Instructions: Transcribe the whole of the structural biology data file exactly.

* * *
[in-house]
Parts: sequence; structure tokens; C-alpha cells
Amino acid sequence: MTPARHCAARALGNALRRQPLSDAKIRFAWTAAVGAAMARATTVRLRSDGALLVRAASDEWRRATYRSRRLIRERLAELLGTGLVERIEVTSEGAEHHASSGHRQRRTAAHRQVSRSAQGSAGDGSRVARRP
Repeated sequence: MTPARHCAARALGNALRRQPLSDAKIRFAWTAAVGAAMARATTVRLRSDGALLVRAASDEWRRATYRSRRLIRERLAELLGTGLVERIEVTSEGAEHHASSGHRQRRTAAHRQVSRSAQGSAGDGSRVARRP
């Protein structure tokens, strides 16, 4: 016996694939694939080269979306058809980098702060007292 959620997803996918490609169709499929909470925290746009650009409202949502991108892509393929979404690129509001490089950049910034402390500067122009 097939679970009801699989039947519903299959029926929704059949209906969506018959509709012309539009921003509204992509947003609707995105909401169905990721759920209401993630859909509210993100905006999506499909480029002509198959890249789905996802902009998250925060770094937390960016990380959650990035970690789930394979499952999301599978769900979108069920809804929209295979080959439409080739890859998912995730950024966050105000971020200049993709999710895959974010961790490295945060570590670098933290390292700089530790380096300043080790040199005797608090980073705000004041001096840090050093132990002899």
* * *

[in-house]
Parts: sequence; structure tokens; C-alpha cells
Amino acid sequence: MTPARHCAARALGNALRRQPLSDAKIRFAWTAAVGAAMARATTVRLRSDGALLVRAASDEWRRATYRSRRLIRERLAELLGTGLVERIEVTSEGAEHHASSGHRQRRTAAHRQVSRSAQGSAGDGSRVARRP
Repeated sequence: MTPARHCAARALGNALRRQPLSDAKIRFAWTAAVGAAMARATTVRLRSDGALLVRAASDEWRRATYRSRRLIRERLAELLGTGLVERIEVTSEGAEHHASSGHRQRRTAAHRQVSRSAQGSAGDGSRVARRP
């Protein structure tokens, strides 16, 4: 016996694939694939080269979306058809980098702060007292 959620997803996918490609169709499929909470925290746009650009409202949502991108892509393929979404690129509001490089950049910034402390500067122009 097939679970009801699989039947519903299959029926929704059949209906969506018959509709012309539009921003509204992509947003609707995105909401169905990721759920209401993630859909509210993100905006999506499909480029002509198959890249789905996802902009998250925060770094937390960016990380959650990035970690789930394979499952999301599978769900979108069920809804929209295979080959439409080739890859998912995730950024966050105000971020200049993709999710895959974010961790490295945060570590670098933290390292700089530790380096300043080790040199005797608090980073705000004041001096840090050093132990002899």